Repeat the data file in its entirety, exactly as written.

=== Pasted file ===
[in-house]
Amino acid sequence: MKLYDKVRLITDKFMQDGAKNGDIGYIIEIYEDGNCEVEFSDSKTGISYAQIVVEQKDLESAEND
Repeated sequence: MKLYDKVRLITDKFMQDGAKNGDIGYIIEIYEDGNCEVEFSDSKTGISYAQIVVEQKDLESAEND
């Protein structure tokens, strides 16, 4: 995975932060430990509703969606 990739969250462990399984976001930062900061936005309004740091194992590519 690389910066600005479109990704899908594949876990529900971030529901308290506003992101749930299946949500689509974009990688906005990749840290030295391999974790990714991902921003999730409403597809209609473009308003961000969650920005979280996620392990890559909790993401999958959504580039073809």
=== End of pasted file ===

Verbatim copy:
[in-house]
Amino acid sequence: MKLYDKVRLITDKFMQDGAKNGDIGYIIEIYEDGNCEVEFSDSKTGISYAQIVVEQKDLESAEND
Repeated sequence: MKLYDKVRLITDKFMQDGAKNGDIGYIIEIYEDGNCEVEFSDSKTGISYAQIVVEQKDLESAEND
């Protein structure tokens, strides 16, 4: 995975932060430990509703969606 990739969250462990399984976001930062900061936005309004740091194992590519 690389910066600005479109990704899908594949876990529900971030529901308290506003992101749930299946949500689509974009990688906005990749840290030295391999974790990714991902921003999730409403597809209609473009308003961000969650920005979280996620392990890559909790993401999958959504580039073809």